Now think about what is happening to your crank as you do this. Every time you re-tighten and ride again, you drive the wedge of the spindle a little further into the tapered hole in the crank. What happens when you drive a wedge into something far enough? That something breaks. Mankind had been using wedges to create cracks and splits for many thousands of years. With a hard enough wedge and enough movement of that wedge, the part always breaks.

Listen to Sheldon. Ride once around the block, re-tighten - and stop there!

Ben

tiger1964 04-13-19 12:27 PM


Originally Posted by 79pmooney (Post 20882254)
Tapered cranks rock slightly as you pedal. In that rocking, they slide slightly inboard.

Huh? :foo:


Originally Posted by BoozyMcliverRot (Post 20882240)
I have found that the 8mm Allen bolt type crank bolt is prone to stretching. You could use the type with a hex bolt and use a socket to tighten it. In my experience they will hold better.

What came with the BB is 14MM hex bolt. Not the world's biggest mating surface on the flange under the head of the bolt, maybe needs a washer to spread the "load" over more of the face of the hole in the crank (hard to describe).


Originally Posted by Salamandrine (Post 20882079)
How far does the end of the spindle extend into the crankarms now, with the bolt taken off?

Interesting question. I just took off the RH bolt, looked inside; more space in there than I suspected. The crank arm would have to move inboard 7mm-8mm before the spindle end was flush with the crank arm's bolt-mounting surface.

Another data point - on yesterday's ride, for the 1st time in a while, I had an overshift where going to the outer chainring the chain went off the outside of the outer chainring. Coincidence? Or not? Maybe the crank arm is slowly moving inboard.

The Golden Boy 04-13-19 01:00 PM


Originally Posted by Salamandrine (Post 20882079)
I used Avocet cranks for 2 or 3 years BITD. They are rebadged Ofmega CX cranks. While they were nominally campy interchangeable, IIRC, the tapers are somewhat on the small side. Sheldon Brown mentions this somewhere, but exaggerates (IMHO). ISO and JIS spindle standards didn't really exist then, I'd still guess they'd be a much better fit on an ISO BB. I think I used one with an Avocet BB for a time, then moved it to a Zeus, which also have a smallish taper. Both worked no problem.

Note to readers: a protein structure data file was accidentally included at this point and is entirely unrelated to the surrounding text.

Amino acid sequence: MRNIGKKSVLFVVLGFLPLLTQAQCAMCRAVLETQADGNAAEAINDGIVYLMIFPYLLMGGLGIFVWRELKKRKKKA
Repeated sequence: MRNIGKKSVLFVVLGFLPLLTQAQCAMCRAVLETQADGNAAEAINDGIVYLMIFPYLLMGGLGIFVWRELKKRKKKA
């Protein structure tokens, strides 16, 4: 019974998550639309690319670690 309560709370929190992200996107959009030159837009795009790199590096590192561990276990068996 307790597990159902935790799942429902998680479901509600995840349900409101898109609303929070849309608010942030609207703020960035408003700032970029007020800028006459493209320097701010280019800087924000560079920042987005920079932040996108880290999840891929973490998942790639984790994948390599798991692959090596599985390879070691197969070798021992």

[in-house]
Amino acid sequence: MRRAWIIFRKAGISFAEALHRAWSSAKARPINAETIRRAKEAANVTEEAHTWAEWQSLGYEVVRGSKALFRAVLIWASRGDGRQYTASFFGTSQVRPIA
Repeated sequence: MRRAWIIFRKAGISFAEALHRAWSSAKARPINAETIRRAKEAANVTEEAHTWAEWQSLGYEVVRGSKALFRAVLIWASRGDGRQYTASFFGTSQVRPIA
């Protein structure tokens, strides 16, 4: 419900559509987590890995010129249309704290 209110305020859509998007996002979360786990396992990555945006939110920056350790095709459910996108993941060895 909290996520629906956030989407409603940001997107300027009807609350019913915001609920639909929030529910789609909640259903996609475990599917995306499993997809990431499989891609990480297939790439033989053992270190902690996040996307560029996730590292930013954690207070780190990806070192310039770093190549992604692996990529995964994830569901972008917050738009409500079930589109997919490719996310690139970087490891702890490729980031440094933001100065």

This.

I've been using an Avocet BB and spindle with mine.


https://live.staticflickr.com/4684/3...797f8da2_b.jpg1986 Trek 400 Elance by Dave The Golden Boy, on Flickr

bulgie 04-13-19 01:41 PM


Originally Posted by tiger1964 (Post 20883198)
Huh? :foo:

Sounds like you doubt it, but it's true. Due to friction while mounting, the crank is under strain, and when it squirms around from riding, it slides further up the taper on the spindle to relieve that strain. After a while the forces are in equilibrium, and the bolt will seem looser if you wrench on it.

I recommend using crank "dust caps" which are really locknuts for the spindle bolts. The spindle bolt will not loose (as in backing out) if there's a dustcap cinched down on it. I don't always follow that advice myself -- my bikes have often not had dustcaps. But they didn't loosen either. If I had a bike where I suspected the bolts were backing off, I would definitely slap some dustcaps on that bad boy.


Originally Posted by tiger1964 (Post 20883198)
What came with the BB is 14MM hex bolt. Not the world's biggest mating surface on the flange under the head of the bolt, maybe needs a washer to spread the "load" over more of the face of the hole in the crank (hard to describe).

Yes you absolutely must have a washer under the bolt head. Some bolts have the washer built in, in which case maybe you don't need a separate washer.


Originally Posted by tiger1964 (Post 20883198)
Interesting question. I just took off the RH bolt, looked inside; more space in there than I suspected. The crank arm would have to move inboard 7mm-8mm before the spindle end was flush with the crank arm's bolt-mounting surface.

8mm is too much, indicating the wrong spindle taper -- it's too big. A smaller taper will poke through further, giving you more area in contact between spindle and crank.. Too small of course would have it poke all the way through until it hits the washer under the bolt head -- no good, because it can't tighten any further after that point.

Some people think there's just ISO and JIS standards, but those Avocet cranks were made before those standards even existed. BITD, almost every crank maker had their own idiosyncratic taper spec, sometimes interchangeable with some other brands, sometimes not. I don't know what spindle you need, but ISTR Avocet was one of the weirder ones. It may be that the spindle you need is an Avocet and nothing else works (I don't know, but it's possible).